Advertisement
The Body: The Complete HIV/AIDS Resource
Follow Us Follow Us on Facebook Follow Us on Twitter Download Our App
Professionals >> Visit The Body PROThe Body en Espanol
  
  • Email Email
  • Printable Single-Page Print-Friendly
  • Glossary Glossary
  • PDF PDF

Isentress

March/April 2012

Isentress

Brand name: Isentress

Generic name: raltegravir, or RAL

Class: Integrase inhibitor (integrase strand transfer inhibitor, or INSTI)

Manufacturer: Merck and Co., www.isentress.com, (800) 622-4477

AWP: $1,171.31/month

Standard Dose: One 400 mg film-coated tablet twice a day, with or without food, with no dietary restrictions. Can be taken by children two years or older. Dosing is based on weight for children 2-11 years old. A new pediatric formulation was also approved in the form of 25 mg and 100 mg scored chewable tablets (which can also be swallowed), taken with or without food. The dose of chewable tablets are not bioequivalent to the film-coated tablets; therefore, do not substitute chewable tablets for film-coated tablets. Take missed dose as soon as possible, unless it is closer to the time of your next dose. Do not double up on your next dose.

Potential side effects and toxicity: Very tolerable, but most common are diarrhea, nausea, headache, and fever. The side effect profile in children is comparable to adults. Less common are abdominal pain, vomiting, fatigue, weakness, dizziness, and lipodystrophy. May cause elevated levels of a muscle enzyme (creatine kinase) on blood tests. Contact your health care provider if you experience unexplained muscle pain, tenderness, or weakness. May cause anemia, neutropenia, and gastritis. Increases in ALT, AST, and total bilirubin, all signs of liver toxicity, seen in around 8% of people taking Isentress, especially those co-infected with hepatitis B or C. Although rarely seen, side effects can include severe and potentially fatal skin and hypersensitivity (allergic) reactions and cerebellar ataxia (sudden, uncoordinated movement due to disease or injury of the brain). Seek medical attention and immediately stop taking Isentress and your other HIV medications if you develop a rash associated with any of the following symptoms, as it may be a sign of a more serious reaction such as Stevens-Johnson syndrome, toxic epidermal necrolysis or severe hypersensitivity: fever, general ill feeling, extreme tiredness, muscle or joint aches, blisters, oral lesions, swelling of the eyes, lips, mouth, or face, difficulty breathing, and/or signs and symptoms of liver problems (e.g., yellowing of the skin or whites of the eyes, dark or tea-colored urine, pale stools/bowel movements, nausea, vomiting, loss of appetite, or pain, aching, or sensitivity on the right side below the ribs). Chewable tablets contain phenylalanine, which can be harmful to patients with phenylketonuria. See chart for potential drug class side effects.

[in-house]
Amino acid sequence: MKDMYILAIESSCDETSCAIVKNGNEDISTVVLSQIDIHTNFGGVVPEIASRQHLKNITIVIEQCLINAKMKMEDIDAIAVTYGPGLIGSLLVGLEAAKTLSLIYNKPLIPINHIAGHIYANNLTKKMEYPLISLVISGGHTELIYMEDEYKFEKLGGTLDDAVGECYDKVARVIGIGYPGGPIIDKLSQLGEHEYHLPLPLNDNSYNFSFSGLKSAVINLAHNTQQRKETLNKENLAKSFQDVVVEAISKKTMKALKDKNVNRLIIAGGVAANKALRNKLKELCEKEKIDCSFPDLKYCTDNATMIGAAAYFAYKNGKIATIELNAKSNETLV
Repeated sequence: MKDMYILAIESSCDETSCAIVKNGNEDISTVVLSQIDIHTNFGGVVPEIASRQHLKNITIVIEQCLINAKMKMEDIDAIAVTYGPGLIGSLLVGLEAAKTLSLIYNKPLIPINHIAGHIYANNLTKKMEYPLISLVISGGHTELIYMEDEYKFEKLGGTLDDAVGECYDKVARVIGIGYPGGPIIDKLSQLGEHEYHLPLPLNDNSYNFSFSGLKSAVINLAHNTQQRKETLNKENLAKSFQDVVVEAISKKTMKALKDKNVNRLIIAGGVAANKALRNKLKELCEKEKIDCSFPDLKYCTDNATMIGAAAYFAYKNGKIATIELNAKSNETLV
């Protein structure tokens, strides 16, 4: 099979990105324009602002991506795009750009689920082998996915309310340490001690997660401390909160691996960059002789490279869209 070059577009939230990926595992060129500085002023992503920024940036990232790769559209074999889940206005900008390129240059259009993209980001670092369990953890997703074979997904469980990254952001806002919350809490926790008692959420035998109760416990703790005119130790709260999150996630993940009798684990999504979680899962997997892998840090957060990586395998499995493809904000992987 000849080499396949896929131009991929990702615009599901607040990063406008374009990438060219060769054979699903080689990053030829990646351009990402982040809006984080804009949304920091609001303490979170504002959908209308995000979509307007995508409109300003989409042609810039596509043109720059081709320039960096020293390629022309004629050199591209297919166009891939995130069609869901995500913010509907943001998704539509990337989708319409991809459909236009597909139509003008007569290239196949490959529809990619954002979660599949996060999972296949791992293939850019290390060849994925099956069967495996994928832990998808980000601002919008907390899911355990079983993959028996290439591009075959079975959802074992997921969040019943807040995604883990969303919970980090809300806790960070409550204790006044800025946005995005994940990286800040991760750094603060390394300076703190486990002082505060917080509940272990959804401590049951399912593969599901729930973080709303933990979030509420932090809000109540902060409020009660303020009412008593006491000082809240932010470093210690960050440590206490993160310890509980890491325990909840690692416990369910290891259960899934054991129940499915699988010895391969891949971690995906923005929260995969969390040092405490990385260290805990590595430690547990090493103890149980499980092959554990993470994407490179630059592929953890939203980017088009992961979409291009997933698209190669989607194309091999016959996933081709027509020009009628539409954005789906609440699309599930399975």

Potential drug interactions: Tell your provider or pharmacist about all medications, herbs, and supplements you are taking or thinking of taking, prescribed or not. Reyataz and Reyataz/Norvir increase blood levels of Isentress, but no dose adjustment is recommended. Use caution with rifampin, which reduces plasma concentrations of Isentress; increase dose of Isentress to 800 mg twice a day. Remember to decrease the Isentress dose back to 400 mg twice a day when you finish taking rifampin. If rifabutin is used in place of rifampin, there is no need to increase the Isentress dose. There are no data to guide dosing of the new chewable tablets if combined with rifampin. Prilosec (omeprazole) can increase concentrations of Isentress, but no dose adjustment is recommended. There is no interaction with methadone.

Advertisement